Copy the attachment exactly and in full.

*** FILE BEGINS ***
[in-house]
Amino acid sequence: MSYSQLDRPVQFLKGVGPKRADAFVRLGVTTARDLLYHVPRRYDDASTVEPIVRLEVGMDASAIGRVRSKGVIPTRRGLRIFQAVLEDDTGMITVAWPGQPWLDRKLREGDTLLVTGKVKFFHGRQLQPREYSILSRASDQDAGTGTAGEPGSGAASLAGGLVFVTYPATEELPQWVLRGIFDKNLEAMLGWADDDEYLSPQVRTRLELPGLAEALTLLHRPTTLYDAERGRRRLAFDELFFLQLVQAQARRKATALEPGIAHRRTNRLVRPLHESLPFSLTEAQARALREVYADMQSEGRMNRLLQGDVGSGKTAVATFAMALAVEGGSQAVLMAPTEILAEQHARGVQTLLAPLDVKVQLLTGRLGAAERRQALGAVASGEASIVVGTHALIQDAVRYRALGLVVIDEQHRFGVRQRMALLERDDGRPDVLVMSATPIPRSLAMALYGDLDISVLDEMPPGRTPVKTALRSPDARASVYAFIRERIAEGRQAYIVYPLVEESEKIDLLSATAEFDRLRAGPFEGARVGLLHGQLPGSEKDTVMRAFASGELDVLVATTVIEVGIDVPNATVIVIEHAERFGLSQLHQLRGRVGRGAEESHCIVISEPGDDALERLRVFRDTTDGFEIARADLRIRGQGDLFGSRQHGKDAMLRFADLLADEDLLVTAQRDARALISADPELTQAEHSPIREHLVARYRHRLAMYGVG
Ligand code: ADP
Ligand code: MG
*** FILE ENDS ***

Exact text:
[in-house]
Amino acid sequence: MSYSQLDRPVQFLKGVGPKRADAFVRLGVTTARDLLYHVPRRYDDASTVEPIVRLEVGMDASAIGRVRSKGVIPTRRGLRIFQAVLEDDTGMITVAWPGQPWLDRKLREGDTLLVTGKVKFFHGRQLQPREYSILSRASDQDAGTGTAGEPGSGAASLAGGLVFVTYPATEELPQWVLRGIFDKNLEAMLGWADDDEYLSPQVRTRLELPGLAEALTLLHRPTTLYDAERGRRRLAFDELFFLQLVQAQARRKATALEPGIAHRRTNRLVRPLHESLPFSLTEAQARALREVYADMQSEGRMNRLLQGDVGSGKTAVATFAMALAVEGGSQAVLMAPTEILAEQHARGVQTLLAPLDVKVQLLTGRLGAAERRQALGAVASGEASIVVGTHALIQDAVRYRALGLVVIDEQHRFGVRQRMALLERDDGRPDVLVMSATPIPRSLAMALYGDLDISVLDEMPPGRTPVKTALRSPDARASVYAFIRERIAEGRQAYIVYPLVEESEKIDLLSATAEFDRLRAGPFEGARVGLLHGQLPGSEKDTVMRAFASGELDVLVATTVIEVGIDVPNATVIVIEHAERFGLSQLHQLRGRVGRGAEESHCIVISEPGDDALERLRVFRDTTDGFEIARADLRIRGQGDLFGSRQHGKDAMLRFADLLADEDLLVTAQRDARALISADPELTQAEHSPIREHLVARYRHRLAMYGVG
Ligand code: ADP
Ligand code: MG